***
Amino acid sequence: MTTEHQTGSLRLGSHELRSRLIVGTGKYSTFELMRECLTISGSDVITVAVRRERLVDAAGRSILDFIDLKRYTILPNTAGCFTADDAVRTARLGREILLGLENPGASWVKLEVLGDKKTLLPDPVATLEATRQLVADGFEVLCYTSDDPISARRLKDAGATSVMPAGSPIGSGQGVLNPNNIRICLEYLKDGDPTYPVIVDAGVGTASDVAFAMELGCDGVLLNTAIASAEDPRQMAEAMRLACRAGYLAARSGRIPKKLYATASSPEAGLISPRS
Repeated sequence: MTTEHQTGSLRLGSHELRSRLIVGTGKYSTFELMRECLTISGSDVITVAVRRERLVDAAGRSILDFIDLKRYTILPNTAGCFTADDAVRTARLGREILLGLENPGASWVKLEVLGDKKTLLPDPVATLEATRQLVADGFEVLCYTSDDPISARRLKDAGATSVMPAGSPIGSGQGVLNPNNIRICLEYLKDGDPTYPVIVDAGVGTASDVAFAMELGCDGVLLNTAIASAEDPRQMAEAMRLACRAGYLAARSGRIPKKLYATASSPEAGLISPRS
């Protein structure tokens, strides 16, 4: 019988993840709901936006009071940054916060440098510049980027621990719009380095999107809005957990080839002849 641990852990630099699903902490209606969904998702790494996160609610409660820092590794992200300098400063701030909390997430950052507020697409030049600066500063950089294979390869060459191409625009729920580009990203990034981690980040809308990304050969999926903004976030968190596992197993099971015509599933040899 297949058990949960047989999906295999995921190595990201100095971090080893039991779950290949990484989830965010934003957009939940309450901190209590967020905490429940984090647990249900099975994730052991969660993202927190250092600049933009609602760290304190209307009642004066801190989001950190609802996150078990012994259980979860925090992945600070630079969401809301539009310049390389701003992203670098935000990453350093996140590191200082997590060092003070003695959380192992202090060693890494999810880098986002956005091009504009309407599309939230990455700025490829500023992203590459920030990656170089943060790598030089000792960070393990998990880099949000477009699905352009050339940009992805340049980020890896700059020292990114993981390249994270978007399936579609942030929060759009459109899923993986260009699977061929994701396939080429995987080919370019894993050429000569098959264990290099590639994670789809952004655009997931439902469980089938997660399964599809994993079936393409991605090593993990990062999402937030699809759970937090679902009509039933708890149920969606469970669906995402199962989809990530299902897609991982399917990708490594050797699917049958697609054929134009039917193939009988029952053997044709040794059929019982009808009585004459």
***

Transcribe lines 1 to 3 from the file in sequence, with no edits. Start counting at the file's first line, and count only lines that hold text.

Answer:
Amino acid sequence: MTTEHQTGSLRLGSHELRSRLIVGTGKYSTFELMRECLTISGSDVITVAVRRERLVDAAGRSILDFIDLKRYTILPNTAGCFTADDAVRTARLGREILLGLENPGASWVKLEVLGDKKTLLPDPVATLEATRQLVADGFEVLCYTSDDPISARRLKDAGATSVMPAGSPIGSGQGVLNPNNIRICLEYLKDGDPTYPVIVDAGVGTASDVAFAMELGCDGVLLNTAIASAEDPRQMAEAMRLACRAGYLAARSGRIPKKLYATASSPEAGLISPRS
Repeated sequence: MTTEHQTGSLRLGSHELRSRLIVGTGKYSTFELMRECLTISGSDVITVAVRRERLVDAAGRSILDFIDLKRYTILPNTAGCFTADDAVRTARLGREILLGLENPGASWVKLEVLGDKKTLLPDPVATLEATRQLVADGFEVLCYTSDDPISARRLKDAGATSVMPAGSPIGSGQGVLNPNNIRICLEYLKDGDPTYPVIVDAGVGTASDVAFAMELGCDGVLLNTAIASAEDPRQMAEAMRLACRAGYLAARSGRIPKKLYATASSPEAGLISPRS
């Protein structure tokens, strides 16, 4: 019988993840709901936006009071940054916060440098510049980027621990719009380095999107809005957990080839002849 641990852990630099699903902490209606969904998702790494996160609610409660820092590794992200300098400063701030909390997430950052507020697409030049600066500063950089294979390869060459191409625009729920580009990203990034981690980040809308990304050969999926903004976030968190596992197993099971015509599933040899 297949058990949960047989999906295999995921190595990201100095971090080893039991779950290949990484989830965010934003957009939940309450901190209590967020905490429940984090647990249900099975994730052991969660993202927190250092600049933009609602760290304190209307009642004066801190989001950190609802996150078990012994259980979860925090992945600070630079969401809301539009310049390389701003992203670098935000990453350093996140590191200082997590060092003070003695959380192992202090060693890494999810880098986002956005091009504009309407599309939230990455700025490829500023992203590459920030990656170089943060790598030089000792960070393990998990880099949000477009699905352009050339940009992805340049980020890896700059020292990114993981390249994270978007399936579609942030929060759009459109899923993986260009699977061929994701396939080429995987080919370019894993050429000569098959264990290099590639994670789809952004655009997931439902469980089938997660399964599809994993079936393409991605090593993990990062999402937030699809759970937090679902009509039933708890149920969606469970669906995402199962989809990530299902897609991982399917990708490594050797699917049958697609054929134009039917193939009988029952053997044709040794059929019982009808009585004459």